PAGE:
They’re a burgeoning Las Vegas medical power couple — Russian style.
Meet Drs. Yevgeniy and Jeannie Khavkin.
Remember their names. They’ve got their hands in many projects across the Valley — from hospital boards to nonprofits. And they’re on their way to building their own surgical center.
She’s the shy and quiet plastic surgeon, and he’s the outgoing, constantly on the move and talkative neurosurgeon. In the style of TV’s Doogie Howser, he embarked on his medical career as a teenager, only this case in Moscow.
Opposites in personality but similar in backgrounds with mothers who were pediatric doctors and who’s families left Russia in the 1990s because of the discrimination they felt because of their Jewish roots.
The couple moved to Las Vegas in 2010 and are making their mark on the medical community. They combined their practices two years ago under the name Khavkin Clinic and continue to expand.
They recently bought five acres in the southwest valley near IKEA with plans for their clinic and a surgery center that will not only serve valley residents but a growing medical tourism practice.
Jeannie, in her subdued and reflective style, doesn’t know what to make of all of the talk about how they’ve become a power couple. “We have been called that and I’m not sure what it’s supposed to feel like,” she said. “We’re just lucky to do what we do in Las Vegas and have the professional opportunity to work together.”
She’s pregnant with the couple’s third child, due in March, this time a daughter to go along with sons Elliot and Noah.
A part of a doctor power couple in America wasn’t something she envisioned growing up in Belarus, now a republic but once part of the Soviet Union. She knew she wanted to be a doctor at an early age. Her mother worked as a neo-natal care specialist and Jeannie was influenced by her grandmother who worked as a physician too.
“When my mom treated newborns, I followed her on hospital rounds to see her patients,” Jeannie said. “I absolutely wanted to be a doctor. I even thought about pediatric medicine but that changed when I went to medical school.”
Her family came to the United States in 1990 when the Soviet Union opened its borders and allowed them to leave. Jeannie was 15 at the time and she and her parents jumped at the opportunity, moving to Chicago where her brother had been living.
“It wasn’t about their careers because they were in their 50s, but it was that there would be more opportunities for us,” Jeannie said.
She graduated from Northwestern and attended Rush Medical College before doing her residency at the University of Illinois at Chicago and a fellowship in Canada.
“When I was in college, I got interested in neuroscience,” Jeannie said. “I have always loved the brain and was fascinated by it. I thought I would do something along those lines and when I went to medical school I got interested in surgery. I ended up in ear nose and throat surgery and fell in love with it. Once in residency, I was fortunate to have mentors in facial plastic surgery.”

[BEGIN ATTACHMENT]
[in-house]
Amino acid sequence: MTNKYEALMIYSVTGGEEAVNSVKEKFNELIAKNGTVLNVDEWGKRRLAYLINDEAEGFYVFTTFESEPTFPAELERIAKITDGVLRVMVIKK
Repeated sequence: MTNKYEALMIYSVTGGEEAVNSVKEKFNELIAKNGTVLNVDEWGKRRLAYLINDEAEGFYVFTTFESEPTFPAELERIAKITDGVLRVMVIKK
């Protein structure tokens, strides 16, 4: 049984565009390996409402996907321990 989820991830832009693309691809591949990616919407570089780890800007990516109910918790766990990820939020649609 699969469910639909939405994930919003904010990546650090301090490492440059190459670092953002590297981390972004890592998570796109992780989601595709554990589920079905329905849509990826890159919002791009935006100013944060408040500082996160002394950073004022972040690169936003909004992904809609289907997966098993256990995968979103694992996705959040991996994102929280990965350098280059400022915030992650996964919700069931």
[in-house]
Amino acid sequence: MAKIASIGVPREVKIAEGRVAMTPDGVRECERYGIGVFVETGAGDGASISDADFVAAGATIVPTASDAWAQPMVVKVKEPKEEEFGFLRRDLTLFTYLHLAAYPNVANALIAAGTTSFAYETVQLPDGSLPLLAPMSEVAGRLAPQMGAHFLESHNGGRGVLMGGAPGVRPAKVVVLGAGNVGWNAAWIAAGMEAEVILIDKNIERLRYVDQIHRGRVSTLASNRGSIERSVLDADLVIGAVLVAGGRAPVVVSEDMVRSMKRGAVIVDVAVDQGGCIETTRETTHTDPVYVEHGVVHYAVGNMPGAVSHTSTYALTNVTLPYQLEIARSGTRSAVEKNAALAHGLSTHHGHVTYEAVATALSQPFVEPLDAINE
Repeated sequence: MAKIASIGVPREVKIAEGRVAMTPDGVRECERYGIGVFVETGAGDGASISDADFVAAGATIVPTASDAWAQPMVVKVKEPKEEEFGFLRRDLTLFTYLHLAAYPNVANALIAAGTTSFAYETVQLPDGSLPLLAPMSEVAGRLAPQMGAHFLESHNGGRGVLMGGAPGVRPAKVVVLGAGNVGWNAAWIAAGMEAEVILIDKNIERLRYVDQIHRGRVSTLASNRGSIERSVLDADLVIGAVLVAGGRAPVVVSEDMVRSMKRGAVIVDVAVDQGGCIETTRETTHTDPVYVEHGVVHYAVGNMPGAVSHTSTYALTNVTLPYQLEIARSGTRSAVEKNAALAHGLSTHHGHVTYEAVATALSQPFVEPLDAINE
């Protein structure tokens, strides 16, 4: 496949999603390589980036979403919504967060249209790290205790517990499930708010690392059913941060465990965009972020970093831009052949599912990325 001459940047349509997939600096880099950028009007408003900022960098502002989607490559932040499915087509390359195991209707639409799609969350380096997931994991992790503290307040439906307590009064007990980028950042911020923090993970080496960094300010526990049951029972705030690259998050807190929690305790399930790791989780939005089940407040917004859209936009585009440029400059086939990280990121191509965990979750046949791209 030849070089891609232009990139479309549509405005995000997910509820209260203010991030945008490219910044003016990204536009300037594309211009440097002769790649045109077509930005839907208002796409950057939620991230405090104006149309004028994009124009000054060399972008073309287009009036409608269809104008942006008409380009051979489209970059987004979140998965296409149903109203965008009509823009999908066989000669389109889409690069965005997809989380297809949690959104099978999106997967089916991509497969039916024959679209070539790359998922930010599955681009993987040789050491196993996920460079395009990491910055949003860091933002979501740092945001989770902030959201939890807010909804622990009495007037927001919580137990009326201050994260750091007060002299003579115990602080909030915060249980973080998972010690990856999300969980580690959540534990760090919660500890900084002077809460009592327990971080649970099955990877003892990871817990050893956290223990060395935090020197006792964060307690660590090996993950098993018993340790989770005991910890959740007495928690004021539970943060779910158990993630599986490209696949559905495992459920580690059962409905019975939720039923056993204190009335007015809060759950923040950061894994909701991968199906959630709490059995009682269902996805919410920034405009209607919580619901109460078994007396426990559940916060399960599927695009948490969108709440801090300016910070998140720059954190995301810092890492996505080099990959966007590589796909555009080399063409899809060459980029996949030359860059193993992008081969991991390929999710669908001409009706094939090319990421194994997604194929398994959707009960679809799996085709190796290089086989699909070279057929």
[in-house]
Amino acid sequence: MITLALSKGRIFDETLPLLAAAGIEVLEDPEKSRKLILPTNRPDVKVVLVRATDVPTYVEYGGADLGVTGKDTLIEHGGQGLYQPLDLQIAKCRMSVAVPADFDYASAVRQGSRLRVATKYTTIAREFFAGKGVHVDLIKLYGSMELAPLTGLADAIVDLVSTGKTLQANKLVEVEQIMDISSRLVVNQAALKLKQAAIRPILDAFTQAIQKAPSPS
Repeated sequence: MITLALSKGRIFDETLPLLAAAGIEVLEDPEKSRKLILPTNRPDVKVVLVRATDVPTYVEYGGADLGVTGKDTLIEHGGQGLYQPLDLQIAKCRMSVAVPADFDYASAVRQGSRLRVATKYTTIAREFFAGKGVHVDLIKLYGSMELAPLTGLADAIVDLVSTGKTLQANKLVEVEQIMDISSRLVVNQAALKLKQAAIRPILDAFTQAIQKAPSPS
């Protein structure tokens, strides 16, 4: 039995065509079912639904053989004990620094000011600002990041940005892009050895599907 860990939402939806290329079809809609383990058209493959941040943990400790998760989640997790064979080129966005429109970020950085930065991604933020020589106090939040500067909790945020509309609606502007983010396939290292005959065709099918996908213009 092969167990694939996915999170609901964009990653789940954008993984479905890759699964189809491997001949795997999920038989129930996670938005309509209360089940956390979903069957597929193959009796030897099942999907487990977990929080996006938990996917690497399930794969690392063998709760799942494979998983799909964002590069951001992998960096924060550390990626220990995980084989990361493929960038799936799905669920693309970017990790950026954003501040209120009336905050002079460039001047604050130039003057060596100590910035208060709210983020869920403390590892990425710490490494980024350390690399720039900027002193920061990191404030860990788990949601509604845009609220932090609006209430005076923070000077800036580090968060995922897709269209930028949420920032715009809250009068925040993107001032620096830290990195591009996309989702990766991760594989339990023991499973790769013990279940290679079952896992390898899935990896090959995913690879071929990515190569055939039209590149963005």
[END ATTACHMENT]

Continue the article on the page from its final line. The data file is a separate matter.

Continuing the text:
Jeannie, one of the few female plastic surgeons in Nevada, does surgical and nonsurgical procedures on the face and neck. That includes rhinoplasty, facelifts, neck lifts, eyelid and forehead lifts, scar revision and skin cancer reconstructive surgery. She does Botox, Dysport, injectable fillers, microdermabrasion and other skin treatments.
“My mentor was incredibly gifted in rhinoplasty, and you have to think structure and function and form and aesthetics,” Jeannie said. “There’s a lot of artistry that goes into that as well. I have never seen it anywhere else in the field of medicine.”
Her husband, Yevgeniy, who at 41 is one year older than Jeannie, grew up in Moscow, the son of a mother who was a pediatric surgeon and a father who was a musician in the Moscow Symphony Orchestra. His brother, a cardiac surgeon, who defected to the United States in the late 1980s and applied for political asylum.
That prompted repercussions for the family who sought to leave Russia and did so in 1994. They headed to Chicago where Yevgeniy’s brother had relocated.
Having started medical school in Russia at age 16, Yevgeniy was able to transfer to the University of Chicago School of Medicine. After graduating from a neurosurgery residency at the University of Chicago, he completed a complex spine fellowship at John Hopkins University where presidential candidate Ben Carson was the director of pediatric neurosurgery.
“I always wanted to be a surgeon,” he said. “Once you decide a field, you pick one that fascinates you the most. I have always been fascinated with the nervous system and brain-spine interaction.”
Yevgeniy went to Northwestern University where he was director of neurosurgery spine services. It was there the Chicago Tribune did a feature story on him as the Russian Doogie Howser, the television character who became a doctor as a teen.
In 2010, Yevgeniy decided he wanted to practice in Las Vegas and when Jeannie finished her fellowship in Canada, they got married and relocated here.
“I was disenchanted with the weather and academic practice,” Yevgeniy said. “I did not want to continue working for a big university. I wanted to create something. I enjoyed the teaching part and still teach students and residents courses here and abroad. It was more to create something and build an organization.”
Yevgeniy joined a practice when he relocated to Las Vegas and the Khavkins joined forces to open their own clinic in 2013. It’s a multi-specialty practice that combines neurosurgery/spine, facial plastics/ear nose and throat, anesthesia, and cardiology. Other specialties are under consideration to be added.